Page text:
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Hedge: A strategy or an attempt in reducing the risk of adverse price movements of assets. Income Stock: A security which has a solid record of dividend payments and offers the dividend higher than the common stocks. Index: A statistical measurement of change in the economy or security market. Indices have their own calculation methodology and are usually measured as a percentage change in the base value over the time. IPOs are issued by smaller, younger companies seeking funds for expansion and growth, but large companies also practice this to become publicly traded companies.
Internet Trading: Internet Trading is a platform with Internet as a medium. Internet trading execution takes place through order routing system, which will rout traders order to exchange trading system.
Thus traders sitting in any part of the world can be able to trade using their brokers Internet Trading System.
What are the most important trading terms
Limit Order: An order to buy or sell a share at a specified price. The order will be executed only at the specified limit price or even better.
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- F First Notice Day According to Chicago Board of Trade rules, the first day on which a notice of intent to deliver a commodity in fulfillment of a given month's futures contract can be made by the clearinghouse to a buyer.
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A limit order sets a minimum price the seller is willing to accept and maximum price the buyer is willing to pay for it. Listed Stocks: The shares of an issuer that are traded on the stock exchange. The issuer has to pay fees to be listed in the stock exchange and abide by the regulations of the stock exchange to maintain listing privilege. It is calculated basic trading terms multiplying all the outstanding shares with the current market price of one share.
Mutual Fund: A pool of money managed by experts by investing in stocks, bonds and other securities with the objective of improving their savings. These experts will create a diversified portfolio from these funds. Odd Lot: A number of shares which are less than or greater than but not equal to the board lot options earnings. For example, if the board lot size is shares, an odd lot would be basic trading terms ways to make money on the website shares.
Usually odd lots are difficult for trading and it is not accepted easily in the market. One-sided Market: A market that has only potential sellers or only potential buyers but not both. For put options, this means the stock price is above the strike price. Portfolio: Holding of any basic trading terms or institution. A portfolio may include various type of securities of different companies operating in different sectors.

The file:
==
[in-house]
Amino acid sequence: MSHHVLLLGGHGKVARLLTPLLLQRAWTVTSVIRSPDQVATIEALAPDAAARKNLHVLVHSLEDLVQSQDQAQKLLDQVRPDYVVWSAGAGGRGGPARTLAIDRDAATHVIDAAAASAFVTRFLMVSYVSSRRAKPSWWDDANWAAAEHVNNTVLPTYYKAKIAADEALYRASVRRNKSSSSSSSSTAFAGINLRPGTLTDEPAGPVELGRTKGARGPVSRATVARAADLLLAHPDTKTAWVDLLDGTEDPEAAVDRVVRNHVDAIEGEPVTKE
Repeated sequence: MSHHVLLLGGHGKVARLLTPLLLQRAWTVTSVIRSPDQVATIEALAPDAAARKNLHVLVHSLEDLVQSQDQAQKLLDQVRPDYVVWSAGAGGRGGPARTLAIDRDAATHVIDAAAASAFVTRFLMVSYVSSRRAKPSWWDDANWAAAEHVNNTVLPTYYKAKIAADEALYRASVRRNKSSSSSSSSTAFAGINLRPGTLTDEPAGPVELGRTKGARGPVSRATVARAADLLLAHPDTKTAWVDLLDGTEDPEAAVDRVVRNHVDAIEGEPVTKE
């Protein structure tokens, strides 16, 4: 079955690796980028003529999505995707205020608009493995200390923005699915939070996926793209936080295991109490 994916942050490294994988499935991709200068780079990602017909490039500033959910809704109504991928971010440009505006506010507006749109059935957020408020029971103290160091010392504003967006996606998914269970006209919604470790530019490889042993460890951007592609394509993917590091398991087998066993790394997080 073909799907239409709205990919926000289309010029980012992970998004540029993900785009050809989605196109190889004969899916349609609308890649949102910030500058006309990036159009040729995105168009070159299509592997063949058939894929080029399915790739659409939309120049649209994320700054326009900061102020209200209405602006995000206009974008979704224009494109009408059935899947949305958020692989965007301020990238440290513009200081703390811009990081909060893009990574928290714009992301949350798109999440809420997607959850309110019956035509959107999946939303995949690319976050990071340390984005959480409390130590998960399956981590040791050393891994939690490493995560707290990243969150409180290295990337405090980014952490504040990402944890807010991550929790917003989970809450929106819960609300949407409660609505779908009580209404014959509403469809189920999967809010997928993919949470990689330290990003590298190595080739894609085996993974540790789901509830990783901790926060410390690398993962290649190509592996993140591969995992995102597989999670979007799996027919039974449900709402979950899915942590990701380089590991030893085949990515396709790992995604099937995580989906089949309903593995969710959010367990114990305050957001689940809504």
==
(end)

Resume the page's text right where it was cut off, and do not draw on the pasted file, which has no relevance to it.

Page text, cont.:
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Positions Limit: Maximum number of futures and options contract that any individual investor can hold at any given point of time. Pre-opening Session: The pre-open session is for duration of 15 minutes i. In pre-open session order entry, modification and cancelation takes place. Put Option: An option that is given to investor the right to sell a particular stock at a stated price within a specified time period.
Put option is purchased by those who believe that particular stock price is going to fall down than the stated price. Risk:A probable chances of investments actual returns will be reduced then as calculated.
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Risk is usually measured by calculating the standard deviation of the historical price returns. Standard deviation is directly proportional to the degree of risk associated. Securities: A transferable certificate of ownership of investment in products such as stocks, bonds, future contracts and options which an individual holds. Strike Price: The price at which the holder of an option can buy in case of call option or sell in case of put option the securities they hold when the option is executed.
Stock Split: An attempt to increase the number of outstanding shares of a company by splitting the existing shares. It is usually done to increase the availability of shares in the market.
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The usual split ratio is ori. Thin Basic trading terms A market in which there are comparatively low number of bids to buy and offers to sell.
Since the number of transactions is low the prices are very volatile. Trading session: The period of time from AM to PM is open for trading for both sellers and buyers, within this time frame all the orders of the day must be placed.
Common Trading Terms and Definitions
Here all the orders placed in pre-opening sessions are matched and executed. Yield: It is the measure of return on investments in terms of percentage.
Stock yield is calculated by dividing the current price of the share by the annual dividend paid by the company for that share.